Wednesday, May 11, 2011

Outlining With Reluctance

As I write my novels, I'm really not one to outline. I don't really care for the structure, nor do I like trying to guess what my characters are going to end up doing. We all know they do whatever they want regardless of our own intentions as their writer, and trying to outline their actions ahead of time just feels like a wasted effort.

Usually I just plow through a story, writing as my muse - and my characters - direct me. The only thing I ever nail down before a book is barely started is the ending. That's right, I usually have the ending to the book already figured out before I even get part way into the manuscript.

Not this time though. While working on Dark Horizons - the third volume in my upcoming young adult series - the other day,  I realized I have absolutely no clue where this story is going. I know where I want to be a few books down the road in this series, but I have no idea how this book is going to end or how I'm even going to get to that endpoint.

Because of this quandary, I've taken it upon myself to sit down and start sketching out the chapters, trying to figure out what characters I need to cover - there are a lot - and what plot points I need and want to write through. As this series is set to run at the very least twelve volumes, I need to have a bit more structure in regards to the direction I'm heading in.

When it came to the first book in this series, it was easy to run rampant and let the story go wherever I wanted it to. When the second book came through the pipeline, I found it a bit more challenging to just write whatever I felt like writing at the time, but I still managed to fit all the pieces together. Now that I'm in the third volume in this series, I don't have a choice but to map out the direction I'm heading in, especially since most of the story is pulling from the direction I started in during the first two volumes.

And, since I have only given myself about four more weeks to finish this manuscript, I decided I'm going to apply the NanoWrimo (National Novel Writing Month) technique to my writing regime. I'm setting a personal goal of 7,000 fresh words that need to be written per day, seeing how most of this draft which started out as a 50,000 word NanoWrimo manuscript needs to be rewritten anyway.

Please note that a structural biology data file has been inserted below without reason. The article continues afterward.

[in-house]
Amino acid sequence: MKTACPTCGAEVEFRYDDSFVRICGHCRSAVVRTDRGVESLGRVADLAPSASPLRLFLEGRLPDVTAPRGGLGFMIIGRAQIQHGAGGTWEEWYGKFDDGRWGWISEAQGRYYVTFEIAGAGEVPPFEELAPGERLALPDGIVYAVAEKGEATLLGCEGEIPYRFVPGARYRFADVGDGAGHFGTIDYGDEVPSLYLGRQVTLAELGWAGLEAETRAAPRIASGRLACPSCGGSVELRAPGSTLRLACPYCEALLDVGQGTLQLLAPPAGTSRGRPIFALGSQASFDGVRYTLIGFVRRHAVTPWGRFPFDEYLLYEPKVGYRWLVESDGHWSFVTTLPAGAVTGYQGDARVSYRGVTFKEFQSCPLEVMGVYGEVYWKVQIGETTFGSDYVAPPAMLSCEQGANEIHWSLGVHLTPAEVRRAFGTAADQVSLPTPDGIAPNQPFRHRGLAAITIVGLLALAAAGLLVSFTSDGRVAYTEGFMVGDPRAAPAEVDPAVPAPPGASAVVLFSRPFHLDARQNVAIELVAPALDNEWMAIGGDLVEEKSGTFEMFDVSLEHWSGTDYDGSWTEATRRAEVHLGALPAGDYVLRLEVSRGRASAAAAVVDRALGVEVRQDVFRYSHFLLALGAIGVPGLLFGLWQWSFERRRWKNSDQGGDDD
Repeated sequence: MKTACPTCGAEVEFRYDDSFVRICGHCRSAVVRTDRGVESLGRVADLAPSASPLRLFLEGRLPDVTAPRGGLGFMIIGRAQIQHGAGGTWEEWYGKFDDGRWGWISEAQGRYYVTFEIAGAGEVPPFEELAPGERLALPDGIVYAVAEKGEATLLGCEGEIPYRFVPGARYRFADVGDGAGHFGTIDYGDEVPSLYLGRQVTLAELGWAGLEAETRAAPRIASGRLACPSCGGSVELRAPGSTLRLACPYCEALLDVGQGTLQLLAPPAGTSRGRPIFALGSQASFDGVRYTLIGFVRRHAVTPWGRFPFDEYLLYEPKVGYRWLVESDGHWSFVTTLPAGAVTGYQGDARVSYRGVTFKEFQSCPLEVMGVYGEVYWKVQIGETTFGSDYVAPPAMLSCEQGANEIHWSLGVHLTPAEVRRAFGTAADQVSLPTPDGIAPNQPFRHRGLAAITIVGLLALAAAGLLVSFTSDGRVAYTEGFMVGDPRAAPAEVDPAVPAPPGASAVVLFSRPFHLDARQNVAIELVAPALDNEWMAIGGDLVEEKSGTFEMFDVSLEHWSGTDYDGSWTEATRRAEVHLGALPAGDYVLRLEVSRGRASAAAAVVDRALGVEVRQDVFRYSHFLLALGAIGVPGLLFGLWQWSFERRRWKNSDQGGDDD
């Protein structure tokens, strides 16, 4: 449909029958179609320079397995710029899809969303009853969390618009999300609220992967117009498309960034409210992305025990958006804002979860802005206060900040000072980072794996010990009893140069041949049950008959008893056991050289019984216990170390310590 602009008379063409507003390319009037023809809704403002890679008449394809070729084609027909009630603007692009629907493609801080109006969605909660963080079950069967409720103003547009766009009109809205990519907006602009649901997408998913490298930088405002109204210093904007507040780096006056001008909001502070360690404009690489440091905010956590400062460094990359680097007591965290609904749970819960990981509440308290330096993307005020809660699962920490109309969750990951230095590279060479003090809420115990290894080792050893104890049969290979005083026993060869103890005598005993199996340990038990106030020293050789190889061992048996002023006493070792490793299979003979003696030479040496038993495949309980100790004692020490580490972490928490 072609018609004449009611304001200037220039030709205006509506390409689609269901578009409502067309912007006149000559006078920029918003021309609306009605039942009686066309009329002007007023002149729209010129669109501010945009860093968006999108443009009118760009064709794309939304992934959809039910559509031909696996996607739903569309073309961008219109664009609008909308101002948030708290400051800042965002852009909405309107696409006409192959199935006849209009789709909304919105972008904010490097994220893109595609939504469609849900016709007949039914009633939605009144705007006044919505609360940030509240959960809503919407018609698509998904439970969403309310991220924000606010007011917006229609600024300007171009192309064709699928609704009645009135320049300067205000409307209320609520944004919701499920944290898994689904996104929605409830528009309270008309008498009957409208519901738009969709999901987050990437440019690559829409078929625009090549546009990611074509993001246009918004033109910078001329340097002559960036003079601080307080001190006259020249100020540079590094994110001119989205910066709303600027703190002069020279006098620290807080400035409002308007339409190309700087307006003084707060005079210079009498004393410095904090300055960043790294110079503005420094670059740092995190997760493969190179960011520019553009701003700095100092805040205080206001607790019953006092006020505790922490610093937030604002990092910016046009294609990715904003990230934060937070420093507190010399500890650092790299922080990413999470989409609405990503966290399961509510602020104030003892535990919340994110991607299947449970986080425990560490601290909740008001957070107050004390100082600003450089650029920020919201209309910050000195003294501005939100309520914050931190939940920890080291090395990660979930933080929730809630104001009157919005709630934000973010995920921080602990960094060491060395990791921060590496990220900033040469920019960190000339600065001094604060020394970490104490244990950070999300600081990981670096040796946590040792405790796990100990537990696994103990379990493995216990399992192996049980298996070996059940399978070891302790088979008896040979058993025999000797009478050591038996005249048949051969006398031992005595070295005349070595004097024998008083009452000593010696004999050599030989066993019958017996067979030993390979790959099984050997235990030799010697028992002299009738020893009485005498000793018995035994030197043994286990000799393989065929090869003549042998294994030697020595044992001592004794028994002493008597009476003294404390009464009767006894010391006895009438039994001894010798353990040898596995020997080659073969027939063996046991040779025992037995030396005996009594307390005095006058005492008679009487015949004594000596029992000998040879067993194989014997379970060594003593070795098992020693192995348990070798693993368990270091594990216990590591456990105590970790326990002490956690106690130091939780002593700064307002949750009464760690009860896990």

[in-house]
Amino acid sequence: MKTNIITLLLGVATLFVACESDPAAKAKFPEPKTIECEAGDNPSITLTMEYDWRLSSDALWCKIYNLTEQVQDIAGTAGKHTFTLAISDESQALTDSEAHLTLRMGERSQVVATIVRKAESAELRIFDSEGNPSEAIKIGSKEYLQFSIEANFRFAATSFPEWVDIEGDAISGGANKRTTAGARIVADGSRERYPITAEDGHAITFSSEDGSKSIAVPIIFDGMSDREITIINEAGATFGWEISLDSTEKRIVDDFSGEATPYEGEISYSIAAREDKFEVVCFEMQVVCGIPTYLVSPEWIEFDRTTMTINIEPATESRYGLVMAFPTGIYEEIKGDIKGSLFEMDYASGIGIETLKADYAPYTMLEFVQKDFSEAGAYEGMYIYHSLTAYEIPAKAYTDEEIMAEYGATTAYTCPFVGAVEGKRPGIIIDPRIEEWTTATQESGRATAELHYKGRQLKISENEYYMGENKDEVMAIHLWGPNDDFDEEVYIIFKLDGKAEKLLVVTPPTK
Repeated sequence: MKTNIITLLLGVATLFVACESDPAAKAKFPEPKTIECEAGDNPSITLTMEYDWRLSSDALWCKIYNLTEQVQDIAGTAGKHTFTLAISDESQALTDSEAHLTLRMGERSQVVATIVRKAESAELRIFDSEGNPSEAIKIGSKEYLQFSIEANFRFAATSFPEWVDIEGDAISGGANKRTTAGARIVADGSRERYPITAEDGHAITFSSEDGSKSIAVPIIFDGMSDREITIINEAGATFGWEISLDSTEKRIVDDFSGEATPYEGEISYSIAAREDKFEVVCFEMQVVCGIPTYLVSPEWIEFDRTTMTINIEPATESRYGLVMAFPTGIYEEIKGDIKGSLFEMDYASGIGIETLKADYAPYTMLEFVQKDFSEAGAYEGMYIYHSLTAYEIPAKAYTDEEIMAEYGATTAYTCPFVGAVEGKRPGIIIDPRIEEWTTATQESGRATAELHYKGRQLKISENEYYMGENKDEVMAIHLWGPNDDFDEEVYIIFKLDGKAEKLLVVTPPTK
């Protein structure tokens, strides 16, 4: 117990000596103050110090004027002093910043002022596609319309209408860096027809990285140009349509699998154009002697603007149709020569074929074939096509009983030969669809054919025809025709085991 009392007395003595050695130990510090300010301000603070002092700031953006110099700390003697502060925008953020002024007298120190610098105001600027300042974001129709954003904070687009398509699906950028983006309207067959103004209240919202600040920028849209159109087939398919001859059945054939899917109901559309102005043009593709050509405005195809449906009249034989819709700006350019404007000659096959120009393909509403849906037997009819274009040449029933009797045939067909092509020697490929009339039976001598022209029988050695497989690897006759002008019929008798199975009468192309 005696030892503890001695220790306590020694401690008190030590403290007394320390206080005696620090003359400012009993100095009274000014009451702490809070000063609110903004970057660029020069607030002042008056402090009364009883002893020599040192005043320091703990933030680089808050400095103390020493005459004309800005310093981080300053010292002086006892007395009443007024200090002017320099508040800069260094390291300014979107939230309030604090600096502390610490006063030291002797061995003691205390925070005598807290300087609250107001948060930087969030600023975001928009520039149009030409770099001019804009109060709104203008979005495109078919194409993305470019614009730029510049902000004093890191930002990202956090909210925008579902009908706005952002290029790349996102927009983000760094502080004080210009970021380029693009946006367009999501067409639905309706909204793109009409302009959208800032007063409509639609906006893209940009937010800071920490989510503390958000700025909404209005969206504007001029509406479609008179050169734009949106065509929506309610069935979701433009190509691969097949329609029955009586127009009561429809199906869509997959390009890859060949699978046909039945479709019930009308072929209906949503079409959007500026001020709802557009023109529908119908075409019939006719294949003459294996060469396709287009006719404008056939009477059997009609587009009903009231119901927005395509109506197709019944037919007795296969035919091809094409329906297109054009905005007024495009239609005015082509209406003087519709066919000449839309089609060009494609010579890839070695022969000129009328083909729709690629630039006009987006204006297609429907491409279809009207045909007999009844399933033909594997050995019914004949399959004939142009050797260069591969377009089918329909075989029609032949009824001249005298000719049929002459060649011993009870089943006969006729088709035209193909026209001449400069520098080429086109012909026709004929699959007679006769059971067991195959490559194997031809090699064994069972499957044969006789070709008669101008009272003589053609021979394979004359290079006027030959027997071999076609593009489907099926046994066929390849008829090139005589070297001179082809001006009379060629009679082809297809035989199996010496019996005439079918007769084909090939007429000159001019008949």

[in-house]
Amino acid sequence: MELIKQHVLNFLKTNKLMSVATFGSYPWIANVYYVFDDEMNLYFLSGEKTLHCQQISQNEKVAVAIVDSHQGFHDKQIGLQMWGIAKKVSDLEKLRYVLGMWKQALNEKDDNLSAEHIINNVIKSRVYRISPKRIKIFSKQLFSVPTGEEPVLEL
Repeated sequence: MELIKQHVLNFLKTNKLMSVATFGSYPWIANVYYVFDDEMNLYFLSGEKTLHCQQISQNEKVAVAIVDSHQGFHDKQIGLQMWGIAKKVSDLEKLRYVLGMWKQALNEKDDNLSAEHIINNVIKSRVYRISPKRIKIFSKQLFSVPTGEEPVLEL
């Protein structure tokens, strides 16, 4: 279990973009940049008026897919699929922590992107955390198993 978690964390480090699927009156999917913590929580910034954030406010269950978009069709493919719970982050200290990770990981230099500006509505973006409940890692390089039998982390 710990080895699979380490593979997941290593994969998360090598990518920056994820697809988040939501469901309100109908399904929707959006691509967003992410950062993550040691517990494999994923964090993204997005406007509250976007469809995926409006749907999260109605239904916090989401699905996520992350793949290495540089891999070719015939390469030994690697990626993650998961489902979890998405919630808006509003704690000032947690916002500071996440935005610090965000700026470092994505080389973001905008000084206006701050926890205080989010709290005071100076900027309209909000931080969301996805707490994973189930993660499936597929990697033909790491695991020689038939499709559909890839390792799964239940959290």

Lorelei Bell said...

I'm in somewhat of a delema as you, I'm on my third book. However, I knew what the ending would have to be. It's just getting there. But I'm just like you, I don't make outlines. Possibly, if you come up with ideas of what you want to happen in scenes, just write them out on either note cards or paper, and as you see the things coming about you put them where they would go. Even if you have to rearrange them, that's okay. Or just discard them. It saves in the writing.

Don't know if this will help you.

B Throwsnaill said...

Good post. I have had to adapt my process quite a bit between an initial novel and the sequel I am working on now. Twelve volumes! Whew- you are going to be laying out some serious planning unless they are serials :) Glad to hear that you are a shoot from the hip writer, though. I strongly prefer that style as a reader.

Unknown said...

Lorelei, I usually do the notecard thing after I have my scenes written out. Having the notecards out in front of me helps me rearrange the scenes accordingly. I usually know the ending of my books before anything else, which is weird, but like you said, it just becomes a matter of getting there. Thanks for the tip. :D

Unknown said...

Thanks, B. I am hoping the series runs 12, maybe even more. I figure I'll end up throwing some short stories and novellas in there while I'm at it as well. :D